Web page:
Posted by andrew (Favicon staff member) about 1 year ago
Overall we have seen FTTC upload speeds decrease too.

TalkTalk upload is stable, PlusNet dropping but ignoring as the change in upload speed on products will be impacting. BT dropping for a few months after a peak earlier in the year but levelled out almost now. Sky still dropping away.

Crosstalk is a possibility, as are lots of other things, so looking like a combination effect.

Based on forum experience, self-installs may be impacting too, as a fair few people get improvements when the faceplate, ring wire, extension issues are explained.
Posted by Blackmamba about 1 year ago
Hi Andrews Staff.
Could it be where the Post Codes were split and the results were on a differant location. I do not recall when this took place it may have been in the 180 day window I feel this could have produced peak and troughs. I have just checked to days generated results and the UK 24 % section has improved greatly over the last 2 months.
Posted by andrew (Favicon staff member) about 1 year ago
What UK 24% section.

I will also repeat that the coverage data is independent that we track is independent of speed tests that people run.

Posted by professor973 about 1 year ago
Something bent somewhere. Plusnet faster than BT with all the congestion problems they have been having. no surprise there then.
Posted by keith969 about 1 year ago
@ WWWombat

100amps is indeed the limit on the circuit breaker in my consumer unit, but I get that, guaranteed, there is no 'up to' figure. And I pay for what I use. Same with gas and water. With broadband however I have to pay a rate that does not give me the 'up to' rate quoted. So although I am paying for an 80/20 service, I only get 50/8. Yes I know the technical reasons but the cost model sucks.
Posted by andrew (Favicon staff member) about 1 year ago
So a better idea would be guaranteed speeds and charge per Gigabyte as with other utilities?
Posted by TheEulerID about 1 year ago

Just about what I was to post. The equivalent of kWh is the GB. People pay for their electricity by the kWh, not by the current that flows.

It just happens that historical issues limit the achievable data rate. The UK's phone network was never designed with BB in mind.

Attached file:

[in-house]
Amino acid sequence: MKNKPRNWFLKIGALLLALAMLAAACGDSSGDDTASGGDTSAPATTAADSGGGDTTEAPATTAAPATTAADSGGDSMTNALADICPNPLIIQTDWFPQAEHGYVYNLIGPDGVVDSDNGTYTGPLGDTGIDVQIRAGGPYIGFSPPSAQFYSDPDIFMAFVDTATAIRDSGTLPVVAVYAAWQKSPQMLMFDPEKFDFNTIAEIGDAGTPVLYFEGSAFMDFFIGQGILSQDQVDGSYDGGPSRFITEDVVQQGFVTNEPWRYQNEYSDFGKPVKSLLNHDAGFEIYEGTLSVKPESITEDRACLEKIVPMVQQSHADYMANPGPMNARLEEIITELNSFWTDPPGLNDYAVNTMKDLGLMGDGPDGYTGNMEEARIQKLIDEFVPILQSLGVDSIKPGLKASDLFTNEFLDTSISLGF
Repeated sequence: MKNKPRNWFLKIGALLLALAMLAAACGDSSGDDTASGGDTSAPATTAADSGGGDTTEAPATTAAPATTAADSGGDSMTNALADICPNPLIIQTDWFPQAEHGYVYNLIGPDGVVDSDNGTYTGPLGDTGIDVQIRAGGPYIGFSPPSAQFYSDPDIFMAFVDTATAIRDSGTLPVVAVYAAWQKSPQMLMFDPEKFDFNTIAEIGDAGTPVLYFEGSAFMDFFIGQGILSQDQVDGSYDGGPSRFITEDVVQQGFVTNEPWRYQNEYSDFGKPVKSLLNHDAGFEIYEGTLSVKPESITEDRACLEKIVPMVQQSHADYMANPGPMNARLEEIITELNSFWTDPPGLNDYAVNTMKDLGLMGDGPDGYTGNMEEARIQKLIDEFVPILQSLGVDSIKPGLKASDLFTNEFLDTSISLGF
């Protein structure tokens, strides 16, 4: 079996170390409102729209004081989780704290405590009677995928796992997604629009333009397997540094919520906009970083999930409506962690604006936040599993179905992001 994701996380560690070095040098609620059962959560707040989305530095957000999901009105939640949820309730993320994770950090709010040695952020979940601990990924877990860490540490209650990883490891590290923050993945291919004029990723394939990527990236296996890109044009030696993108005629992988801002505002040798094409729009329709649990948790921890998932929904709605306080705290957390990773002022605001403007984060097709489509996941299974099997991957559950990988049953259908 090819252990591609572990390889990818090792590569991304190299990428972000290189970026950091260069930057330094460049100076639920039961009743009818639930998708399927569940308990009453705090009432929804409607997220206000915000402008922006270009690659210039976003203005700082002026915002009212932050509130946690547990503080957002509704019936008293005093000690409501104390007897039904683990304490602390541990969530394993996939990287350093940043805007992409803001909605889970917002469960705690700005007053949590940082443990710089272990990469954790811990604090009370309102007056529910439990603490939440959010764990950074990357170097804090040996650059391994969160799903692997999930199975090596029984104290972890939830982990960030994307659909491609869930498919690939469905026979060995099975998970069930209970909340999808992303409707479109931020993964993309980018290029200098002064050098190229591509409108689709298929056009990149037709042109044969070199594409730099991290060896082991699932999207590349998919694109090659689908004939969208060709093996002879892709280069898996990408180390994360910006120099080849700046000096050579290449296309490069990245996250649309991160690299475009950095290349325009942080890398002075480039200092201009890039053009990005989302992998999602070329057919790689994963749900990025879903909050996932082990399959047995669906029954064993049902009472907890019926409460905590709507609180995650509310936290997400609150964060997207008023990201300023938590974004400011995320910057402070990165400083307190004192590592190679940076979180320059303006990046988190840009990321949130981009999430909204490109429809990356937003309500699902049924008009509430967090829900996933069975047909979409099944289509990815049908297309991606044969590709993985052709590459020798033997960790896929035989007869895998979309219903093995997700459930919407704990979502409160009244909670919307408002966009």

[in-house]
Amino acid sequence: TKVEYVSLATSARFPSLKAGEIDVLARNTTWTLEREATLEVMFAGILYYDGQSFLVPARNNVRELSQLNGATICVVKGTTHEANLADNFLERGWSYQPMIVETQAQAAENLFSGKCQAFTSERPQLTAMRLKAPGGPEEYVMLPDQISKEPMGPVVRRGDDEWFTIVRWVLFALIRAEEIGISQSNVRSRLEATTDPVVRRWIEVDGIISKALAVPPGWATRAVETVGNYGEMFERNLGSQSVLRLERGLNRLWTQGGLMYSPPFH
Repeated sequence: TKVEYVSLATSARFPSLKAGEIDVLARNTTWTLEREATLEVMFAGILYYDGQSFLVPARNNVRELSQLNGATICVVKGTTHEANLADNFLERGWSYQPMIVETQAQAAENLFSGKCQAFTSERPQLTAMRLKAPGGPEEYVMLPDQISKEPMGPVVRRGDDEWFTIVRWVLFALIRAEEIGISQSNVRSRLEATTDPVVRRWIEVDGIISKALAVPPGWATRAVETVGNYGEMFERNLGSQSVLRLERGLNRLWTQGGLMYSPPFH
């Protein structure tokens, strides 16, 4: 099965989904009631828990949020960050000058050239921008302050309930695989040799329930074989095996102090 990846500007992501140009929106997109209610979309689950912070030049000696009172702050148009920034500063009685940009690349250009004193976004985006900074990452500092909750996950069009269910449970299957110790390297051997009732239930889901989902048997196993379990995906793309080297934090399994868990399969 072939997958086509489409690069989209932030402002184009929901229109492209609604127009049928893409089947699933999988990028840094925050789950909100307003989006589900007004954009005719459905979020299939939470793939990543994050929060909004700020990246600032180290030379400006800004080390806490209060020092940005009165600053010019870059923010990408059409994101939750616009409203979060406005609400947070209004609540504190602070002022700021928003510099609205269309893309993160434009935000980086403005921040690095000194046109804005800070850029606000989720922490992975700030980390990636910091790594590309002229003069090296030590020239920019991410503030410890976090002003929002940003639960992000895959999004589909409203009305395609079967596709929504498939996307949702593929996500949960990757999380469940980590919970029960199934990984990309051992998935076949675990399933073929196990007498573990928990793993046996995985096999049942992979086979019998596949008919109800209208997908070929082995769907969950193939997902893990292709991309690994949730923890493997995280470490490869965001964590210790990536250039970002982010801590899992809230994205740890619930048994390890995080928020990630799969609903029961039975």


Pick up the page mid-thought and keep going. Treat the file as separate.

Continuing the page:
Posted by keith969 about 1 year ago
Yep I fully agree. Charge by the Gb would be a much fairer way - people that stream videos should pay more than those who just use basic email / web page viewing.
Posted by chilting about 1 year ago
Paying by the Gigabyte certainly sounds attractive but it would be the absolute death blow to rural broadband.
With even less income being earned from slower rural lines BT would simply forget about rural users.
Posted by comnut about 1 year ago
The problem with rural broadband is the price of maintaining the lines... It is the 'BT monopoly' that does not help..
In America (hey please correct me!! :) ), the big monopolies were shut, so now they all have to *compete* for customers, giving great bargains and service - and their 'rural areas' are twice as big...
Posted by andrew (Favicon staff member) about 1 year ago
Masses of federal money going into rural america broadband initiatives, and as for choice lots more people have the choice of just one provider i.e. wholesale products are rare and you get towns where its cable or nothing.

FiOS where available is good, and other fibre initiatives are growing, but difficult to actually find info on premises passed/connected in many cases.
Posted by chilting about 1 year ago
The problem with rural broadband is the price of maintaining the lines... It is the 'BT monopoly' that does not help..
The answer is simple - don't have fixed line broadband - don't use BT - use fixed wireless for the final 5%.
Posted by tommy45 about 1 year ago
@TheEulerID You say that it should be per GB used,would this also have line rental and subscription charges included ? also would BT start to offer SLA's for consumer BB where by any congestion or outages, and we could claim compensation for Because if you started to go down that route this is what people would expect
Posted by comnut about 1 year ago
A lot of peeps use 'pay as you go' phones, due to 1 month contract, no other charges.. Why cannot BT do that???
Posted by comnut about 1 year ago
I mean get a fixed line BB for 'pay as you go' NO other charges...